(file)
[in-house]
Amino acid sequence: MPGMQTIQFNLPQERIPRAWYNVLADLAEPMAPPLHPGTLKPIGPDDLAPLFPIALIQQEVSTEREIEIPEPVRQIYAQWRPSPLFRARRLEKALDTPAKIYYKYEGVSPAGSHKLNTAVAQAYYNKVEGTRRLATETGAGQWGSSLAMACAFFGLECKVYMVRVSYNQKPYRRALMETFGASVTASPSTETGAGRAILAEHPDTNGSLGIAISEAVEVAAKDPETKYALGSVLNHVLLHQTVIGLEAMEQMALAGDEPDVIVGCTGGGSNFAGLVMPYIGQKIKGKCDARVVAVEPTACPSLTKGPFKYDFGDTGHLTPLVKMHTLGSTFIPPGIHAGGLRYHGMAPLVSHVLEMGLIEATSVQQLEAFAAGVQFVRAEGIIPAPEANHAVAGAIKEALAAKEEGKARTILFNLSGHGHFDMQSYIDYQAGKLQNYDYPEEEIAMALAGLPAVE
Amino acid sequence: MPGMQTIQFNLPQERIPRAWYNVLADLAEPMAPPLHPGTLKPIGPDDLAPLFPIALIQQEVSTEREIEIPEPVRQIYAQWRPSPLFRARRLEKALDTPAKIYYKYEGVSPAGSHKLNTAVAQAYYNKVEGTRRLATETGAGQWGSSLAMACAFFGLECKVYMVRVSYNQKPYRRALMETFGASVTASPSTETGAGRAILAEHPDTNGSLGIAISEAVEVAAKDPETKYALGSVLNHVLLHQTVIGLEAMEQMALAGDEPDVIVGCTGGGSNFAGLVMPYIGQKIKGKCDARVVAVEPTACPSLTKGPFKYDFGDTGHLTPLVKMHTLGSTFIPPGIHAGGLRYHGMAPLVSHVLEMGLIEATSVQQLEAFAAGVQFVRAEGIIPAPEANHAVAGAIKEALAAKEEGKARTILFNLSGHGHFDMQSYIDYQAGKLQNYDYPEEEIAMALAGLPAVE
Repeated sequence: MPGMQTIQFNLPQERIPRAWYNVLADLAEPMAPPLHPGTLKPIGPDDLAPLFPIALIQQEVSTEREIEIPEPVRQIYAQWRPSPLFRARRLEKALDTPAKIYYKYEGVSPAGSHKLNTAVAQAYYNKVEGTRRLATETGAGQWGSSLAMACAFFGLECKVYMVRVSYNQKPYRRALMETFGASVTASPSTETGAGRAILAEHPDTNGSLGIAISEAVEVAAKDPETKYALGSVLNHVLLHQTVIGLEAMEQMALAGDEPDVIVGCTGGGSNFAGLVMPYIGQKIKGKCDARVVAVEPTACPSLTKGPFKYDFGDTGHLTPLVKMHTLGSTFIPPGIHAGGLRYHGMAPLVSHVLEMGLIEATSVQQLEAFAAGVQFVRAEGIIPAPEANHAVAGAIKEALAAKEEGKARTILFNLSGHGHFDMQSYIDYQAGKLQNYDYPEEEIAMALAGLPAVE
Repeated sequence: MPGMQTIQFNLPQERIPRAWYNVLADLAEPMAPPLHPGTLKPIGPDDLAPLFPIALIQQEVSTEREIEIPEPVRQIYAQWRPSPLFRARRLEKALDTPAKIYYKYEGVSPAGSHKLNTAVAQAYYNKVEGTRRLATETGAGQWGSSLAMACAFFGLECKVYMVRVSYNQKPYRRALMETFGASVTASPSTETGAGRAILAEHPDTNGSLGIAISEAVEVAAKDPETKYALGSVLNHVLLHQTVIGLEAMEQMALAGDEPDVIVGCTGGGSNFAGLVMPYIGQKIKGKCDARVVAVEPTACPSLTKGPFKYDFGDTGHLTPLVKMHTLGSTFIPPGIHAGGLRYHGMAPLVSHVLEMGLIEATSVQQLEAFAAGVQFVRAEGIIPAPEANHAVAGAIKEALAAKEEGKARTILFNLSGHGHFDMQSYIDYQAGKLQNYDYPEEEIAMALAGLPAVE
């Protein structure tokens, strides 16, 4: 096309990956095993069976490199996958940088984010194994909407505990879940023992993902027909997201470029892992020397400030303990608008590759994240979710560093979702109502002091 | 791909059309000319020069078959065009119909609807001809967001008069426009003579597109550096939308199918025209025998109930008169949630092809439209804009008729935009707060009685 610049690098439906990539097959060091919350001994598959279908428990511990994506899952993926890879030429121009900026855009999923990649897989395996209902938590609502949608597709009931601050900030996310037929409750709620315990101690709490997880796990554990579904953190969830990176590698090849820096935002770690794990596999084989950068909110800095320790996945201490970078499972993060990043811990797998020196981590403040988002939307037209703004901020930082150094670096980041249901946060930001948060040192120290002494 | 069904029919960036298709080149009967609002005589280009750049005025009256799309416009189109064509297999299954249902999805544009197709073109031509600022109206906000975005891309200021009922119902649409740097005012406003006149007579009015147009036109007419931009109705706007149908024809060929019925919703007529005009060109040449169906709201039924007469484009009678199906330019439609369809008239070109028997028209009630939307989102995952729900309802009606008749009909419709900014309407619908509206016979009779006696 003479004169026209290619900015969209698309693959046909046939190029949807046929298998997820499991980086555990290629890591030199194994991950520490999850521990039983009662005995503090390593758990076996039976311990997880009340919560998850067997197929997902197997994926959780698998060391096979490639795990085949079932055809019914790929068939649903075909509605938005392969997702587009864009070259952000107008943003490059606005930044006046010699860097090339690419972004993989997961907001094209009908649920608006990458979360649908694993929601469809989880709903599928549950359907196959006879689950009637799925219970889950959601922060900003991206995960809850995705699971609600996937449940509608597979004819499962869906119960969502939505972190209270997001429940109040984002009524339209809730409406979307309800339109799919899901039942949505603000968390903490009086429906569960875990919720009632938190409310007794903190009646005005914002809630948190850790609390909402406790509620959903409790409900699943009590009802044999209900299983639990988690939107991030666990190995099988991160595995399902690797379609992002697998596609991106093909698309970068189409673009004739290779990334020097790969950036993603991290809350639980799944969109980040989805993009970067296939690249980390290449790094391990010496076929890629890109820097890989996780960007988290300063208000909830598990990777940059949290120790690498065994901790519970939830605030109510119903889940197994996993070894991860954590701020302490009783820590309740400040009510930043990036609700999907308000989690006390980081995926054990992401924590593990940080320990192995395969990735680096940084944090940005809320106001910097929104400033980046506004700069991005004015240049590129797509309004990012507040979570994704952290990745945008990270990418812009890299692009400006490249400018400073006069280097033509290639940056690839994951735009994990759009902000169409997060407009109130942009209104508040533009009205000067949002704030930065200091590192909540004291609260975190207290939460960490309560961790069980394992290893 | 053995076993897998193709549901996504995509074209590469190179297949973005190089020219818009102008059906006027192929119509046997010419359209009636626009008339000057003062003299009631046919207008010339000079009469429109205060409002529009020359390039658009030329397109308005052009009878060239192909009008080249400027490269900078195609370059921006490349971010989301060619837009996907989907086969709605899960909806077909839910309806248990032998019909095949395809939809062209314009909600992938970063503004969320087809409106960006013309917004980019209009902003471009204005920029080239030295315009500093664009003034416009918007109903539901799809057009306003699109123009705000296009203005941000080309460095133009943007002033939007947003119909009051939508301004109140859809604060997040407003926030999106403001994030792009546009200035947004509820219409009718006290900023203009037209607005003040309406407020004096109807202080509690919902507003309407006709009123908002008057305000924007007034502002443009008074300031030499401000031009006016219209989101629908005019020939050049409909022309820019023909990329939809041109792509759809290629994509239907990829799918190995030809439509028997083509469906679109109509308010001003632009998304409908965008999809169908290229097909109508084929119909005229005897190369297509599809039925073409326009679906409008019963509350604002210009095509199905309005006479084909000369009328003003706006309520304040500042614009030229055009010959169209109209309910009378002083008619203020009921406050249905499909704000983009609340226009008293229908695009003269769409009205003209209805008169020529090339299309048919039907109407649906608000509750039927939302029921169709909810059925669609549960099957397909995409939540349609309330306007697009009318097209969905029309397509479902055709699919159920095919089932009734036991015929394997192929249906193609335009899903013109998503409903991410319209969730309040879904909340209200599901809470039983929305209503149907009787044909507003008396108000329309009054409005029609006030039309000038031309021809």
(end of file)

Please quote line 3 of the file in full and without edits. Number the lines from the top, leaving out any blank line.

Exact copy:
Amino acid sequence: MPGMQTIQFNLPQERIPRAWYNVLADLAEPMAPPLHPGTLKPIGPDDLAPLFPIALIQQEVSTEREIEIPEPVRQIYAQWRPSPLFRARRLEKALDTPAKIYYKYEGVSPAGSHKLNTAVAQAYYNKVEGTRRLATETGAGQWGSSLAMACAFFGLECKVYMVRVSYNQKPYRRALMETFGASVTASPSTETGAGRAILAEHPDTNGSLGIAISEAVEVAAKDPETKYALGSVLNHVLLHQTVIGLEAMEQMALAGDEPDVIVGCTGGGSNFAGLVMPYIGQKIKGKCDARVVAVEPTACPSLTKGPFKYDFGDTGHLTPLVKMHTLGSTFIPPGIHAGGLRYHGMAPLVSHVLEMGLIEATSVQQLEAFAAGVQFVRAEGIIPAPEANHAVAGAIKEALAAKEEGKARTILFNLSGHGHFDMQSYIDYQAGKLQNYDYPEEEIAMALAGLPAVE